Moreover, schedulers of different levels operate in a grid environment. For example, a cluster may represent an independent resource with its own scheduler to manage the nodes it contains. Hence, a high-level scheduler may sometimes be required to accomplish the task done on the cluster, while the cluster employs its own separate scheduler to handle work on its individual nodes.

4. Data management

Data management is crucial for grid environments. A secure and reliable mechanism to move or make any data or application module accessible to various nodes within the grid is necessary. Consider the Globus toolkit — an open-source toolkit for grid computing. 

It offers a data management component called grid access to secondary storage (GASS). It includes GridFTP built on the standard FTP protocol and utilizes GSI for user authentication and authorization. After authentication, the user can move files using the GridFTP facility without going through the login process at every node.

5. Workload & resource management

The workload & resource component enables the actual launch of a job on a particular resource, checks its status, and retrieves the results when the job is complete. Say a user wants to execute an application on the grid. In that case, the application should be aware of the available resources on the grid to take up the workload. 

So, it interacts with the workload manager to determine the resource availability and updates the status accordingly. This helps in efficient workload and resource management for various nodes on the grid.

See More: Will Symmetric and Asymmetric Encryption Withstand the Might of Quantum Computing?

Types of Grid Computing With Examples

Grid computing is divided into several types based on its uses and the task at hand. Let’s understand the types of grid computing with some examples.

Grid Computing Types

Grid Computing Types

1. Computational grid computing

Computational grids account for the largest share of grid computing usage across industries today, and the trend is expected to stay the same over the years to come. A computational grid comes into the picture when you have a task taking longer to execute than expected. In this case, the main task is split into multiple subtasks, and each subtask is executed in parallel on a separate node. Upon completion, the results of the subtasks are combined to get the main task’s result. By splitting the task, the end result is achieved O(n) times faster (where ‘n’ denotes the number of subtasks) than when a single machine executes the task.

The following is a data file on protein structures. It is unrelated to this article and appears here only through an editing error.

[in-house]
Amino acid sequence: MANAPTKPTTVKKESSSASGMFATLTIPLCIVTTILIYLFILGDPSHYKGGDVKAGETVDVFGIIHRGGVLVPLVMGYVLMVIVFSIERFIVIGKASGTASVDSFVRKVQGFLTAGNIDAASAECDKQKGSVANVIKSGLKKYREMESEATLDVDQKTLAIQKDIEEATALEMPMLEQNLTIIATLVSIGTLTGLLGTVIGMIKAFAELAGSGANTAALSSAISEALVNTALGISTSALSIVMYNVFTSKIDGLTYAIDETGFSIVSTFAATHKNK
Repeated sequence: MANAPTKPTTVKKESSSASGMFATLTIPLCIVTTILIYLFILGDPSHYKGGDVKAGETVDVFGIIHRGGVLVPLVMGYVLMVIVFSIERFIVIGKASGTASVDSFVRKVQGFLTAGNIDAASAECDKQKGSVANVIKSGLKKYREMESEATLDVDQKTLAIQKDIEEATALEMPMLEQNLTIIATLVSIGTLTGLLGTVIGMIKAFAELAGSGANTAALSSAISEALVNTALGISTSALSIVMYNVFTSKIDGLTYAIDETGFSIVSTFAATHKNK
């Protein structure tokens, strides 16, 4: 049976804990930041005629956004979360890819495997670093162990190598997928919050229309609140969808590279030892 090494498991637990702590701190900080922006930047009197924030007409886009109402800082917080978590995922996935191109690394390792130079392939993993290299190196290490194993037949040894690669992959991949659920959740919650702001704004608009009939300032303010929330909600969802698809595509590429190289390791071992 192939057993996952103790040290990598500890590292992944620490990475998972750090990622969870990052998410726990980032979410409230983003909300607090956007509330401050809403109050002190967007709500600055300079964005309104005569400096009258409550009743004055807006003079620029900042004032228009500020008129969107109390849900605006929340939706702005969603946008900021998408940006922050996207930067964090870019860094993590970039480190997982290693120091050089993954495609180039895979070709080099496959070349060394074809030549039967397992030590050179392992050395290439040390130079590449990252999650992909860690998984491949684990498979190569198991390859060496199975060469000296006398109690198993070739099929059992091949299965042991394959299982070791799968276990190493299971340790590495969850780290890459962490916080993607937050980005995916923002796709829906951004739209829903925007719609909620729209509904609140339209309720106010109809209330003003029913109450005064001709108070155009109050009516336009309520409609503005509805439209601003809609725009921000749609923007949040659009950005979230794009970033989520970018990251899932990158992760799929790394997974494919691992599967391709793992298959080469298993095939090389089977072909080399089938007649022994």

Computational grids find application in several real-life scenarios. For example, a computational grid can speed up the business report generation for a company with an online marketplace. As time is an important factor for customers, the company can use computational grids to generate reports within seconds rather than minutes. Such grids result in substantial performance improvement compared to traditional systems.

2. Data grid computing

Data grids refer to grids that split data onto multiple computers. Like computational grids where computations are split, data grids enable placing data onto a network of computers or storage. However, the grid virtually treats them as one despite the splitting. Data grid computing allows several users to simultaneously access, change, or transfer distributed data.

For instance, a data grid can be used as a large data store where each website stores its own data on the grid. Here, the grid enables coordinated data sharing across all grid users. Such a grid allows collaboration along with increased knowledge transfer between grid users.

3. Collaborative grid computing

Collaborative grid computing solves problems by offering seamless collaboration. This type of computing uses various technologies that support work between individuals. As individual workers can readily access each other’s work and critical information on time, it improves overall workforce productivity and creativity, which benefits organizations massively. 

It overcomes geographical barriers and adds capabilities that enhance work experience by allowing remote individuals to work together. For example, with a collaborative grid, all users can access and simultaneously work on text-based documents, graphics, design files, and other work-related products.

4. Manuscript grid computing

Manuscript grid computing comes in handy when managing large volumes of image and text blocks. This grid type allows the continuous accumulation of image and text blocks while it processes and performs operations on previous block batches. It is a simple grid computing framework where vast volumes of text or manuscripts and images are processed in parallel.

5. Modular grid computing

Modular grid computing relates to disaggregating computing resources in a system or chassis, where resources can include storage, GPUs, memory, and networking. IT teams can then combine the required assets and computing resources to support specific apps or services.

Fundamentally, in a modular grid, a set of resources is combined with software for distinct applications. For example, CPU and GPU drives may reside in a server rack chassis. They can be interconnected with an auxiliary high-speed and low-latency fabric to create a server configuration that is optimized for a particular application.

When applications are created, a set of computing resources and services are defined to support them. Subsequently, when the applications expire, computing support is withdrawn, and resources are set free, making them available for other apps. Practically, original equipment manufacturers (OEMs) play a key role in modular grid computing as their cooperation is critical in creating modular grids that are application-specific.

See More: Cognitive Computing vs. AI: 3 Key Differences and Why They Matter

Top 5 Applications of Grid Computing